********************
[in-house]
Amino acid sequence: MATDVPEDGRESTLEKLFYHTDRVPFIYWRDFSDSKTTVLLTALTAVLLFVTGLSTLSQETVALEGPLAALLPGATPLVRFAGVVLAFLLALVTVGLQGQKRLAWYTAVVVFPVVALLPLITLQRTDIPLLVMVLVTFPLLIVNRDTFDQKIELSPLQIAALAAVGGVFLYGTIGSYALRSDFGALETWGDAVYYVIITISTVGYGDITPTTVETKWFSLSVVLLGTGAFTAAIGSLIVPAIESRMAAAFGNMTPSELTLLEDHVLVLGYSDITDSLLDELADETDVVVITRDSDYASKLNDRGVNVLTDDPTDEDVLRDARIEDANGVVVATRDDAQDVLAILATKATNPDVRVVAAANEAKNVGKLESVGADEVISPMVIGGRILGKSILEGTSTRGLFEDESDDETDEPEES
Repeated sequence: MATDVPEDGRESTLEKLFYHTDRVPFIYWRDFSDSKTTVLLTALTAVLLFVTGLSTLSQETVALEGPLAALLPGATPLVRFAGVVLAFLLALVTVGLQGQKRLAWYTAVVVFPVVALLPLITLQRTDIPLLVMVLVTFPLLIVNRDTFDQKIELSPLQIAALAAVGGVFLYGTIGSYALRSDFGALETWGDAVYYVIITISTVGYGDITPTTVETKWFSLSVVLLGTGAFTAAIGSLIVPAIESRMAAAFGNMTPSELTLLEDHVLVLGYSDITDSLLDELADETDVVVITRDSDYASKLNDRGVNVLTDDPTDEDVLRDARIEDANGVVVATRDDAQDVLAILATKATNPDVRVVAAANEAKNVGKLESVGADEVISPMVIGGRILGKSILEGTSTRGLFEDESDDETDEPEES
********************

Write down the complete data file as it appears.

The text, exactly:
[in-house]
Amino acid sequence: MATDVPEDGRESTLEKLFYHTDRVPFIYWRDFSDSKTTVLLTALTAVLLFVTGLSTLSQETVALEGPLAALLPGATPLVRFAGVVLAFLLALVTVGLQGQKRLAWYTAVVVFPVVALLPLITLQRTDIPLLVMVLVTFPLLIVNRDTFDQKIELSPLQIAALAAVGGVFLYGTIGSYALRSDFGALETWGDAVYYVIITISTVGYGDITPTTVETKWFSLSVVLLGTGAFTAAIGSLIVPAIESRMAAAFGNMTPSELTLLEDHVLVLGYSDITDSLLDELADETDVVVITRDSDYASKLNDRGVNVLTDDPTDEDVLRDARIEDANGVVVATRDDAQDVLAILATKATNPDVRVVAAANEAKNVGKLESVGADEVISPMVIGGRILGKSILEGTSTRGLFEDESDDETDEPEES
Repeated sequence: MATDVPEDGRESTLEKLFYHTDRVPFIYWRDFSDSKTTVLLTALTAVLLFVTGLSTLSQETVALEGPLAALLPGATPLVRFAGVVLAFLLALVTVGLQGQKRLAWYTAVVVFPVVALLPLITLQRTDIPLLVMVLVTFPLLIVNRDTFDQKIELSPLQIAALAAVGGVFLYGTIGSYALRSDFGALETWGDAVYYVIITISTVGYGDITPTTVETKWFSLSVVLLGTGAFTAAIGSLIVPAIESRMAAAFGNMTPSELTLLEDHVLVLGYSDITDSLLDELADETDVVVITRDSDYASKLNDRGVNVLTDDPTDEDVLRDARIEDANGVVVATRDDAQDVLAILATKATNPDVRVVAAANEAKNVGKLESVGADEVISPMVIGGRILGKSILEGTSTRGLFEDESDDETDEPEES